The plight of the bystander

Atop the chalkboards in every classroom rests a plastic marker that reads, “Lasallian Achievers for God and Country.” For decades, this vision has been a constant reminder for Lasallians who will lead our country into a brighter tomorrow. Whether through chosen careers in the future or through random acts of kindness, there are many ways to become a Lasallian achiever.

Nevertheless, there are still times that even the best of us have failed to put these words into practice. It is not so easy after all, especially when being indifferent to the call for change may pose more of a sociological phenomenon than it is a matter of principle.

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The bystander effect

According to Dr. Melvin Jabar of the Behavioral Sciences Department, the bystander effect is a phenomenon in which an individual may not likely extend help or assistance to others, especially in emergency situations, owing to the presence of others. He also mentions that there are various reasons for such a response.

“First, other people may think that the victim or the person needing help will be able to respond to the situation on his or her own. It is also possible that because there are many people around, someone will eventually help. We have this frame of mind that with the presence of other people, there is a high probability that one will emerge altruistic. Individuals may also be afraid to help others because they may be accused as the perpetrators of the problem,” shares Jabar.



If you heard someone shouting for help, would you stop and help them?

The question seems ridiculous, but on March 14, 1964, Kitty Genovese was murdered outside her home in New York City while thirty-eight of her neighbors deemed as witnesses watched without helping, her cries for help ignored.

Not one person phoned the police during the time of the assault and only one called after Kitty was dead. It was only until the ambulance with Kitty’s body drove off that the people started coming out of their houses.

Meanwhile, October 13, 2011 marked the plight of toddler Yueyue from Foshan in Guangdong, China. A grisly closed-circuit camera video showed young Yueyue walking the market street of Foshan when she was run over by a white van. The driver stopped the van then pulled away, crushing Yueyue for a second time under the rear wheels. A few minutes later, an even larger vehicle trundled down the lane, running Yueyue over for the third time.

In the video, eighteen people are seen to have walked and cycled past Yueyue as she lies visibly on the road, bleeding profusely. Not a single person stopped to help. It was only the nineteenth passerby, street cleaner Chen Xianmei, who bothered to call Yueyue’s mother upon seeing her lying on the road.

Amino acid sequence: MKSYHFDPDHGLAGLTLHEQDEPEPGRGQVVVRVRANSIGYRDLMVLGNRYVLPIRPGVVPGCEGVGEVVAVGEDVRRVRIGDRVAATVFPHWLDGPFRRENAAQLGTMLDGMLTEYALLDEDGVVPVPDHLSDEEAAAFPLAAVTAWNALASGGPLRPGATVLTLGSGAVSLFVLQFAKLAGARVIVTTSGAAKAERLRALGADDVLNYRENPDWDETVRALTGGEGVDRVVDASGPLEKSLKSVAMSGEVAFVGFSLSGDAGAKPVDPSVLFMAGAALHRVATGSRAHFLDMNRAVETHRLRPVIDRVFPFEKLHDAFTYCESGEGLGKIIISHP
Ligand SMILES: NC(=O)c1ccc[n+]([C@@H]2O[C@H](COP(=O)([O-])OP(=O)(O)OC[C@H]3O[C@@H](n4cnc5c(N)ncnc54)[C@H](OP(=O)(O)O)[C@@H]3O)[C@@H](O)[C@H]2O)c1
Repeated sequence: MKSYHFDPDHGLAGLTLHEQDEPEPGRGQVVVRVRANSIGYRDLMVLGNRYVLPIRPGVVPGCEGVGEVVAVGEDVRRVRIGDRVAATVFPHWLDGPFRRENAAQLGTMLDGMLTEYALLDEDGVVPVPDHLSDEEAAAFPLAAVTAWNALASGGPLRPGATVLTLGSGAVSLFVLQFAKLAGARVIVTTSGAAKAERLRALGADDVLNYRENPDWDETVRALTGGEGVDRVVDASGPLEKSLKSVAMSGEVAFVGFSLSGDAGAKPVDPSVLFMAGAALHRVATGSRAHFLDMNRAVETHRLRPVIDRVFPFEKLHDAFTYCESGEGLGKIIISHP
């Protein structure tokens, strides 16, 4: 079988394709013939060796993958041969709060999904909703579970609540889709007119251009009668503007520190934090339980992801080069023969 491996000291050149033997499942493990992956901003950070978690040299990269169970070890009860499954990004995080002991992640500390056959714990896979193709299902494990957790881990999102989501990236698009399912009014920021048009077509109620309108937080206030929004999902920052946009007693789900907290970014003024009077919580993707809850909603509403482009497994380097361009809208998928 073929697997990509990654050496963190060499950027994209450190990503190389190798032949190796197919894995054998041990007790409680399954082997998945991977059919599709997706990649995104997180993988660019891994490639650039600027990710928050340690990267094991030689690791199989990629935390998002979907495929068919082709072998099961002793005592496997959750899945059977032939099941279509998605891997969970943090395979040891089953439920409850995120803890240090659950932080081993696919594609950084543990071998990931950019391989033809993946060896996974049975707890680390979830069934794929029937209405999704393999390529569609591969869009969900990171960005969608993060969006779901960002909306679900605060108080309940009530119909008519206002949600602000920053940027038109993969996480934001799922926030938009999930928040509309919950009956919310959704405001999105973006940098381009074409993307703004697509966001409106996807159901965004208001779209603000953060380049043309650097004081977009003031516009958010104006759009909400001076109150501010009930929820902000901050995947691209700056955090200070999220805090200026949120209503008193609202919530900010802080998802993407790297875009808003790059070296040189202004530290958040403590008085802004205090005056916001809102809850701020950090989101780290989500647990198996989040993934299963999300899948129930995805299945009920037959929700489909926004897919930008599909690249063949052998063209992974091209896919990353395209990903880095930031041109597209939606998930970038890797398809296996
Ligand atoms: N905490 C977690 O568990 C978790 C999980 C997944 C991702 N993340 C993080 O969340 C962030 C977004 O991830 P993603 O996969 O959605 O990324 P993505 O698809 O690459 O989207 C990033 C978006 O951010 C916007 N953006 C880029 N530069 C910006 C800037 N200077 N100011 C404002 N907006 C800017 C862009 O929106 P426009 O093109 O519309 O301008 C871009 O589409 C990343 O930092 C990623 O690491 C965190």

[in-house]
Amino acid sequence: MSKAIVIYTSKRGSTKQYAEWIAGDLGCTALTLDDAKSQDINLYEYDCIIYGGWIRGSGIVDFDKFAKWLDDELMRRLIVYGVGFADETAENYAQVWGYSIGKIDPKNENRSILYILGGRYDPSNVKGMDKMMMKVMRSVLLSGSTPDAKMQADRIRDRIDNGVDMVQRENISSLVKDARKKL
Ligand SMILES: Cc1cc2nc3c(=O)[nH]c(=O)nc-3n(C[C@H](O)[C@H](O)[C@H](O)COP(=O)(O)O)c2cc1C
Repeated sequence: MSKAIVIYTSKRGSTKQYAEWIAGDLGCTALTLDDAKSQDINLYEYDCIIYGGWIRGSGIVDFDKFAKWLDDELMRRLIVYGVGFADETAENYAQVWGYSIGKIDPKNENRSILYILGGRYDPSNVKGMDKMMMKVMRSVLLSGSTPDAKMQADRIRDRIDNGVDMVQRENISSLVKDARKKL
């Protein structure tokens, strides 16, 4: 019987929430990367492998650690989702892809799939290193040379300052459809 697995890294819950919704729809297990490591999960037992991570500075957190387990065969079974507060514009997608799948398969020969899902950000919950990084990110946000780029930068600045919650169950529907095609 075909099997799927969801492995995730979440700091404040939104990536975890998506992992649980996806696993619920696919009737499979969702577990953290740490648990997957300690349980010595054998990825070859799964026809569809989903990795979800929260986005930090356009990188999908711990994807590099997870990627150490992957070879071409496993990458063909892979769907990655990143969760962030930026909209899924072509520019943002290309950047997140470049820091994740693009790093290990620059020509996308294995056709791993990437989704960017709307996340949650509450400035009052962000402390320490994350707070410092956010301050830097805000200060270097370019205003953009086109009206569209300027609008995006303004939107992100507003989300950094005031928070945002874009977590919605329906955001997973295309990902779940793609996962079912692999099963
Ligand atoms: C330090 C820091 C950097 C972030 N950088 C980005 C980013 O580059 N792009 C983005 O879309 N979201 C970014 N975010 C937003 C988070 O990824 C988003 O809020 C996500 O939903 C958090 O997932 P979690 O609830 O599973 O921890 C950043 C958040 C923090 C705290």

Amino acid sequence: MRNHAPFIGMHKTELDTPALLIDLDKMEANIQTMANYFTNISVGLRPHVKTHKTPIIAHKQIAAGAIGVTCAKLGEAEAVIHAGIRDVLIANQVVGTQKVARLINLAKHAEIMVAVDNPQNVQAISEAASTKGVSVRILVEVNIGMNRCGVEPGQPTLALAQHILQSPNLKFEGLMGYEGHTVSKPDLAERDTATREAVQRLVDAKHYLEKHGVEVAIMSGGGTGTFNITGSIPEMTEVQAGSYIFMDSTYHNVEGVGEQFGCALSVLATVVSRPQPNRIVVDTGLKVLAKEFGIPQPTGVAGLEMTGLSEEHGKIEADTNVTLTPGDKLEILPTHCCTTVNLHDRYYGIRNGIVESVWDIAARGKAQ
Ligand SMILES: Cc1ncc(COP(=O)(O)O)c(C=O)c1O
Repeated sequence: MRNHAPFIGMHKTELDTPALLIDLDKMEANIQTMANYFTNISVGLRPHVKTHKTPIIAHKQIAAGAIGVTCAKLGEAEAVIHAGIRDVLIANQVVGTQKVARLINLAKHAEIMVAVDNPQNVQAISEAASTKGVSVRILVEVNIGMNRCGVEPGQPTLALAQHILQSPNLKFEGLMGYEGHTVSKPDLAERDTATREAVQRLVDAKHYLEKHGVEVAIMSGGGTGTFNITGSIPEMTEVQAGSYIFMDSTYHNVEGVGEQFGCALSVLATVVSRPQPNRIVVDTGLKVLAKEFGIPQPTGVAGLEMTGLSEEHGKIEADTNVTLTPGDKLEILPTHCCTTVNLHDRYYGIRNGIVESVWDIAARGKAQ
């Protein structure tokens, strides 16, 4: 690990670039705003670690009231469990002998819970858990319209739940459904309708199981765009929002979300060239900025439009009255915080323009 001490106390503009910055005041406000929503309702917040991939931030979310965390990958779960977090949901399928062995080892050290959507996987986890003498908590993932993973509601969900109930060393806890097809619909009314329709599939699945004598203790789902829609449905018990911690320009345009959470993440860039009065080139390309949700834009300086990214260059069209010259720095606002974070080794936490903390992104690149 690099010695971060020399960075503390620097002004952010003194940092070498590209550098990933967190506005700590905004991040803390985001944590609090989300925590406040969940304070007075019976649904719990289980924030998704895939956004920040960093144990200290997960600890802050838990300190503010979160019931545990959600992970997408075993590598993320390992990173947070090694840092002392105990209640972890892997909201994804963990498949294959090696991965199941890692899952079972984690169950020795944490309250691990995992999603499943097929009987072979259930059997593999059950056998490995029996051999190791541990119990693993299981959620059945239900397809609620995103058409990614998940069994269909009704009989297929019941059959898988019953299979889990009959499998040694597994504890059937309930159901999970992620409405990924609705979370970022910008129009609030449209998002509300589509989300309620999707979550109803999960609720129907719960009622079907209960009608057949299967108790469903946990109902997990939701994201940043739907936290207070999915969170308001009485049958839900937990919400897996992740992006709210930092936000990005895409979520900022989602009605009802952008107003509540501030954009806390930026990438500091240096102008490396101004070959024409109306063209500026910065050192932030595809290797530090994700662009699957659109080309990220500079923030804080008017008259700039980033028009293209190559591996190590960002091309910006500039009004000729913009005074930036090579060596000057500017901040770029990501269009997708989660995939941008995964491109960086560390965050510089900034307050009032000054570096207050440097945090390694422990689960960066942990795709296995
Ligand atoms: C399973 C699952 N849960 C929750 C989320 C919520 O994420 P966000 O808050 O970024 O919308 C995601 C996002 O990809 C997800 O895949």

Upon reading these stories, most people would probably say it’s apathy. Others might utter, “indifference,” or “ignorance.” As for Jabar, he believes that the bystander effect’s interrelatedness to apathy is contextual.

“We have to be aware that our actions are influenced by other people. Thus, the responses of other people somehow restrict us or otherwise. We also have to understand the situation since there are instances in which we could not respond simply because we know our limitation,” states Jabar.

Quoting famous sociologist Emile Durkheim on altruism, Jabar believes that human beings are naturally helpful. “We do things to show our concern to others, but there are situations, again, that limit us from doing so.”


The last man standing

Despite numerous accounts of the bystander effect happening in society, it may not suffice to generalize its applicability in the Philippine setting. Adding Jabar’s strong sentiments about the Filipino people being less likely to allow the phenomenon to happen, we decide to put the theory to the test.

A simple social experiment was conducted to see whether or not the bystander effect holds true for Lasallians. With the premise of the bystander effect being that the more people there are in a surrounding area, the less likely it is that help will be offered, which is why it was pivotal to execute the experiment at the right place and the right time. Taking this factor into consideration, we use the setting of the Henry Sy Sr. Hall (HSSH) grounds at the peak time of 12:40 PM. We also decide to cross reference how gender comes into the picture by having both a male and female representative to see if there was any difference in the reaction of the crowd.

The script was simple: on two separate occasions, the actors would make their way towards the crowd, pretending to be in a rush, and “accidentally” dropping piles of documents, pens, and other paraphernalia against the otherwise windy area of HSSH grounds, and then we’d observe whether or not people would actually help.


Mixed results

After several attempts, the results proved inconsistent. Out of the six times that the experiment was conducted, the bystander effect was only observed once with a male actor. It seems as though the bystander effect may apply to the Lasallian community, though one experiment is definitely not enough to make any scientific claims or generalizations.

The essence of being a Lasallian achiever lies not in one’s capability to excel in the classroom, but rather by one’s ability to be socially responsible citizens regardless of the circumstances. As a deceptively simple task, being socially aware of our surroundings may prove to be a challenge; especially when it means letting go of some qualms in the process. While the experiment is generally consistent with Jabar’s sentiments, we can never be too lax and think that there will always be someone to take the responsibility.


Jeanne Marie Cornista

By Jeanne Marie Cornista

Cody Cepeda

By Cody Cepeda

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